Government asks to see accounts

The Scottish Government has asked NHS practices to share their accounts to help it better understand the pressures practices face

14 December, 2022 / editorial

The Scottish Government has asked NHS dentists to take part in an ‘open books’ exercise, “to understand in more detail the pressures practices are under”. The initiative has come from Humza Yousaf, the Government’s Health Secretary, and it will take place next spring. Officials have begun writing to practices inviting them to share their accounts.

Mr Yousef said it “will allow the Scottish Government to understand the impact of business costs on NHS practice, help inform future pay awards, and allow us to provide comprehensive evidence to the Doctors and Dentists Review Body (DDRB) next year. In this way, the government will better take account of any financial difficulties practices face”.

A spokesperson for the British Dental Association (BDA) said: “Apart from being commercially intrusive, this is a sledgehammer to crack a nut. Given there are very specific issues around items of service prices and costs of lab bills we recommend the government goes directly to dental labs for a list of charges and accept these figures as evidence. This direct approach would be far more efficient and accurate.”

News of the exercise came alongside an update on the ‘multiplier’ arrangement and other financial support that had been in place during and after the pandemic. The intention had been to end the arrangement – reducing the multiplier from 1.3 to 1.0 – from 1 October.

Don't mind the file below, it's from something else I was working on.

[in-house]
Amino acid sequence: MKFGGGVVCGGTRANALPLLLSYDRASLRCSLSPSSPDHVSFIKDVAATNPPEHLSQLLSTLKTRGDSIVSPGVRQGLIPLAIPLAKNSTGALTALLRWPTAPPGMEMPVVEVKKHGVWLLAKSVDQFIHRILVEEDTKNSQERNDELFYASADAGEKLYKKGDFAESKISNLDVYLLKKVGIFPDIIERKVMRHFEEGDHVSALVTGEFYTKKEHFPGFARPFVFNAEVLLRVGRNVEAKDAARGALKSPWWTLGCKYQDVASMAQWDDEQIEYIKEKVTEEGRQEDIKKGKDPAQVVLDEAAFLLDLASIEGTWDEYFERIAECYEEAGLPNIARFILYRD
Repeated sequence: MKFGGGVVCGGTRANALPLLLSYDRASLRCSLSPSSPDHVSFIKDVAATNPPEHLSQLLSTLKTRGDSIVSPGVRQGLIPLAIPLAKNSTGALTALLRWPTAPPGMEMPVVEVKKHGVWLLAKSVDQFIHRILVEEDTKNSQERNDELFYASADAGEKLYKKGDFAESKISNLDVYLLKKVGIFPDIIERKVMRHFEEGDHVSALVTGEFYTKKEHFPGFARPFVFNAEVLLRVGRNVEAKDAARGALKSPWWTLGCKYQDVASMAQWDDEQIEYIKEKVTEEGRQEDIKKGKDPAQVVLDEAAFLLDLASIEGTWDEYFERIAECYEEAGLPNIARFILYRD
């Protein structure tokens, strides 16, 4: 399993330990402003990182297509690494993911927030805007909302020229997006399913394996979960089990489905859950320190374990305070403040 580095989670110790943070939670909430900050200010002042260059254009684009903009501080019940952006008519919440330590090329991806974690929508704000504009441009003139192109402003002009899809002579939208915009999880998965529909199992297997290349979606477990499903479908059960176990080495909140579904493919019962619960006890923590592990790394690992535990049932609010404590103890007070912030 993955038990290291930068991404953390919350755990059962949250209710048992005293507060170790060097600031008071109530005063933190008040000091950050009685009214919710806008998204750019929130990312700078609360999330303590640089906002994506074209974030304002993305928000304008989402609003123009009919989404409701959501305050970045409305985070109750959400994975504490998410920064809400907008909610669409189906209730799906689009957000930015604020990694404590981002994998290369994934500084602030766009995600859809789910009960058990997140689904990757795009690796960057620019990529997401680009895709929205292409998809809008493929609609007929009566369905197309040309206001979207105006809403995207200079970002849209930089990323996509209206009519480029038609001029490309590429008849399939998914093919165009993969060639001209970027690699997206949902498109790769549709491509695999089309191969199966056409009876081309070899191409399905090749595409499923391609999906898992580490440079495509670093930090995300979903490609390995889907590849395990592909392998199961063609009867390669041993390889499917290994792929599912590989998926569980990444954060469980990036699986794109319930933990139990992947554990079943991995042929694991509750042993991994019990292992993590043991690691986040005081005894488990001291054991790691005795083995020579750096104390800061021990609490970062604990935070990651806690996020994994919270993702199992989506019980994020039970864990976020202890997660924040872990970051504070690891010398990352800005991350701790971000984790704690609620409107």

“However,” said Mr Yousaf, “within the past six months, an unprecedented cost of living crisis has hit our economy. I appreciate that the challenging economic outlook – with prevailing high inflation and rising energy costs – has increased the cost of business. Therefore, while the additional support provided by the Scottish Government has helped to preserve the sector through the pandemic, further action is needed.”

Writing to NHS dentists, he said: “In recognition of this, and of the hard work you have undertaken and continue to undertake for NHS dentistry, I am pleased to offer the sector a temporary recovery period ‘bridging’ payment to run to April 2023. This payment will continue to be made on the same basis as the multiplier and will be set at a rate of 1.2 for the first three months, and 1.1 for the remaining three months of this six-month period.”

In response, the BDA said: “We have not ceased reminding officials that without an adequate interim funding package several key treatments including extractions, and anything – like dentures – that requires laboratory work, risk being delivered at a financial loss.

“We are clear this cannot presage a return to ‘business as usual’ from April 2023. In the months ahead efforts must be made to deliver needed change to the broken high volume/low margin model NHS dentistry is based on. Without needed reform, this package will simply delay an inevitable exodus of dentists from the NHS that is already evident in other UK nations.”

Tags: accounts / Business / Finances / Government

Categories: News

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